Were I to place a copy of Michael Mann’s The New Climate War (2021) on my bookshelf between my copies of Fearnside & Holther’s Fallacy (1959) and Bernays’ Propaganda (1928), I’d have a complete guide to modern—aka progressive and/or WOKE—political, economic, and cultural deception. I knew it as soon as writer JoAnn Greco noted that “this ‘new climate war’ adopts the playbook of deflection campaigns mounted by the tobacco industry and the gun lobby.”

Stu Mahlin WG’65, Cincinnati

Problem is India, China, and the UN

Like my fellow well-known Wharton 1968 classmate, Donald Trump, I see excellent discussion, but no pragmatic solution. The problem is not the issue. There is climate change, and while there are deniers, the problem is India and China, and the United Nations. The United States does remarkably well and not necessarily through legal edict, but voluntarily. So, let’s figure a means that these rapidly developing huge countries accept responsibility and join in the solution. 

Michael Judge W’68, Canton, GA

Too Late, But We Should Keep Trying

Mann in the Middle” illuminates a conundrum and a reality that somewhat tie the hands—and affect the public statements—of many prominent climate researchers, newspaper columnists, professors, authors, and others who write about the environment and have jobs that link them to society’s best institutions.

Regarding the question of whether or not it is too late to meaningfully slow global warming—and the worsening catastrophes that will attend it—how could a high-profile professor or newspaper columnist write that it is too late?

As Michael Mann correctly notes in the article, there is no environmental “cliff” that we will fall off—there is no point in a graph of future temperatures or ecological deterioration beyond which we can or should say that it makes no sense to continue to try to limit CO2 emissions.

But focusing on the environment alone is a mistake because it is the biosphere’s steady deterioration that will trigger breakdowns in the infrastructure and workings of societies. As rising heat brings a host of wider and wider consequences, it will create chaos within larger and larger populations of people across the globe. That chaos will be substantial enough to end organized society. 

In that sense, it appears already too late. But articulating that conclusion is not “throwing in the towel,” as the article characterizes it. It is not pessimism or “climate doom porn,” either. It is a statement based on weighing the evidence of what real-world reforms and real-people capacities are capable of.

Admittedly, it is a difficult conclusion to hold, and even harder to state publicly—the dual idea that it is actually too late to save organized society, but that we should keep trying.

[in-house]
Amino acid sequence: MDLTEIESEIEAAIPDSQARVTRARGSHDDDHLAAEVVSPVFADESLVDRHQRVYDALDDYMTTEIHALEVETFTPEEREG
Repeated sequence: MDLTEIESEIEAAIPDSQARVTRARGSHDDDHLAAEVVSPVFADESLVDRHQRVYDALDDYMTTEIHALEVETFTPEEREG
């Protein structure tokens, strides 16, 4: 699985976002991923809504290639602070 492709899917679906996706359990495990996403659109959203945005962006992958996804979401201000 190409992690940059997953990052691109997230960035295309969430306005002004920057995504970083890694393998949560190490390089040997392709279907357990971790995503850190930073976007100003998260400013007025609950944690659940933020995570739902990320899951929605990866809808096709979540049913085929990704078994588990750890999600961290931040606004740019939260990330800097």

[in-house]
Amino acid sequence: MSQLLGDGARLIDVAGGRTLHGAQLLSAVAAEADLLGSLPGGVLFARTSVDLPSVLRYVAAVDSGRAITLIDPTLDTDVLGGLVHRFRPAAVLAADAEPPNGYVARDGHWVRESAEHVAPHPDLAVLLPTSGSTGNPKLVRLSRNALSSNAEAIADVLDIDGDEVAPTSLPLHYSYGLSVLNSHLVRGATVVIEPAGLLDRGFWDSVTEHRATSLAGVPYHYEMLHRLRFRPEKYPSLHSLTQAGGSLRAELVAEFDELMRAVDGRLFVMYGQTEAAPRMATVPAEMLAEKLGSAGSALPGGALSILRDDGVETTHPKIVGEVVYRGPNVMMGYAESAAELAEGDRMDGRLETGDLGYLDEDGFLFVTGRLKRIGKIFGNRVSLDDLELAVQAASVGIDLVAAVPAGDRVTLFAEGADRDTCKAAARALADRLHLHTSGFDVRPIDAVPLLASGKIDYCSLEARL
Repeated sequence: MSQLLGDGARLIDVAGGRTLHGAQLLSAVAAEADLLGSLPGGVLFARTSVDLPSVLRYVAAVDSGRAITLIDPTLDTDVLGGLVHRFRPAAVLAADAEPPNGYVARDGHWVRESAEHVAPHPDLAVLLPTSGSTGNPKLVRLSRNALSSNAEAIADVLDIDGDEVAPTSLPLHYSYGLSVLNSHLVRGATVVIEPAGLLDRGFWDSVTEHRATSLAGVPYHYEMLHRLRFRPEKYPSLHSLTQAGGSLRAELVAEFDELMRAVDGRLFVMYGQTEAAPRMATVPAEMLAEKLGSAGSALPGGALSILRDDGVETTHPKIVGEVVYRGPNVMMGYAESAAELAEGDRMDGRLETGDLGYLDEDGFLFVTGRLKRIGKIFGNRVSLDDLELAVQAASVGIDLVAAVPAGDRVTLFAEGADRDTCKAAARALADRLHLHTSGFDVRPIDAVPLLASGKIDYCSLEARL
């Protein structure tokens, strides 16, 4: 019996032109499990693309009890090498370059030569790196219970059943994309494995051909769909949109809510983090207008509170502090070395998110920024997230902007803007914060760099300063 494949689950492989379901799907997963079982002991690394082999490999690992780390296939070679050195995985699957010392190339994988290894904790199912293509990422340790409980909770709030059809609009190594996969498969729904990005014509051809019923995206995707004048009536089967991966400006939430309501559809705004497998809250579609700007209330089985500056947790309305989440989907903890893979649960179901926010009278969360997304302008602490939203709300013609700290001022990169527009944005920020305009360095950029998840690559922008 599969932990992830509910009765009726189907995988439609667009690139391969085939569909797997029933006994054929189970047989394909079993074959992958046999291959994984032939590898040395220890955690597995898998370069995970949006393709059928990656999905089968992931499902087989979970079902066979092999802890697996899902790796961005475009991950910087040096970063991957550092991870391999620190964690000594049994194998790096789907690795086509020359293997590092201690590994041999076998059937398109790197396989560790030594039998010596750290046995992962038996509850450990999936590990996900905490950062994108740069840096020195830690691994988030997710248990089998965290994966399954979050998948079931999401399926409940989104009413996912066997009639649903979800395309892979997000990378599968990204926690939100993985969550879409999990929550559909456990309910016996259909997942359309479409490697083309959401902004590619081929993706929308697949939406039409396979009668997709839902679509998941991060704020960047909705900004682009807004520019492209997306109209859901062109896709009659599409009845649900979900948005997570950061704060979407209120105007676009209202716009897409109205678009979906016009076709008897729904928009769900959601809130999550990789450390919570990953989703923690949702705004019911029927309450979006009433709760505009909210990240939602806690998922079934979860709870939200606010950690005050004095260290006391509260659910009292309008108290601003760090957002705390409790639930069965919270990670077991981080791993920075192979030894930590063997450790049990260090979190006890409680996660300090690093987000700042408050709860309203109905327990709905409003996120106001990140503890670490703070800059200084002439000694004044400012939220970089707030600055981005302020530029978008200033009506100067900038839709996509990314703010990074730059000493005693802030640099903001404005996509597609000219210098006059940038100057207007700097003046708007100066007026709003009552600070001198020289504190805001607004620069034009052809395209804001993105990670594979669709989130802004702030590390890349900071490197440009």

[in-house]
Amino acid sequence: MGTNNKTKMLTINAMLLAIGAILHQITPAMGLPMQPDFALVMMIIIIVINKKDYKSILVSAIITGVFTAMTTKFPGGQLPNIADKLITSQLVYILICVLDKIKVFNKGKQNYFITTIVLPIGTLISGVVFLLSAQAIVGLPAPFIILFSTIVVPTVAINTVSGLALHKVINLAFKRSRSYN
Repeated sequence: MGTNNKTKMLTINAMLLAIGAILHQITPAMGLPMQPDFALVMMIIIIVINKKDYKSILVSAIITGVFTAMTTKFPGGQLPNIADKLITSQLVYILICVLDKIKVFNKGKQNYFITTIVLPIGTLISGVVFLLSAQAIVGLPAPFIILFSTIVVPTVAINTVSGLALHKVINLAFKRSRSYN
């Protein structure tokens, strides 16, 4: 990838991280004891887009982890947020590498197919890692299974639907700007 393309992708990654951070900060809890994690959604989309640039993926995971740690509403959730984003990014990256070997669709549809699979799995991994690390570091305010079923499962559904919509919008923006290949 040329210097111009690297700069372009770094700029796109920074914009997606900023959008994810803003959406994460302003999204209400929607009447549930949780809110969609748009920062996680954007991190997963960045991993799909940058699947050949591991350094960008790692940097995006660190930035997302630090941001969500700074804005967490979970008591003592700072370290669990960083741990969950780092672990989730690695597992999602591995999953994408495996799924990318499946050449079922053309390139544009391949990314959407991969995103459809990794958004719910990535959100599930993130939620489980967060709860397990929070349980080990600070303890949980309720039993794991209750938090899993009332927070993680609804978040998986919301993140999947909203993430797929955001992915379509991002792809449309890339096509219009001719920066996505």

Brian T. Watson C’74 GAr’78, Swampscott, MA

The writer is the author of Headed Into the Abyss: The Story of Our Time, and the Future We’ll Face [“Briefly Noted,” Jul|Aug 2021].—Ed.

We Need to Learn to Adapt

I enjoyed the piece on Michael Mann and his thoughts regarding climate change, although I came away with mixed feelings. I have been following this subject for about 25 years and have come to the realization that the natural causes of climate change, involving variations in the amount of the sun’s energy that reaches the earth’s surface, have influenced the temperature to a far greater degree than the anthropogenic (man-caused) changes. We should take reasonable steps to minimize the anthropogenic contribution, but we will need to learn to adapt to a changing climate. This will be expensive and should be the top priority.

Dr. Mann’s focus is on alternatives to fossil fuels, and thus we disagree on where our resources should go. In the piece in the Gazette there is no mention of a role for nuclear energy, although my guess is that Mann supports wider use of this carbon-free alternative. We also disagree on the effects of CO2 on climate and on plant life. In geological history, CO2 levels have been substantially higher than those today. At times temperatures have risen following increases in CO2. At other times, CO2 levels have risen after temperature increases. Dr. Mann, in line with many statements in government and the media, has referred to CO2 as a “pollutant.” But plant life depends on CO2 for growth and has flourished with CO2 levels much higher than those today.

I am pleased to see Dr. Mann taking a place on the Penn faculty, providing a focus on “sustainability and the media.” I believe there is much confusion sowed in the area of climate science in US high schools, and professors like Michael Mann have work to do to remedy this. Regarding the media, it is a totally inappropriate use of the language when people like me are referred to as “climate change deniers.”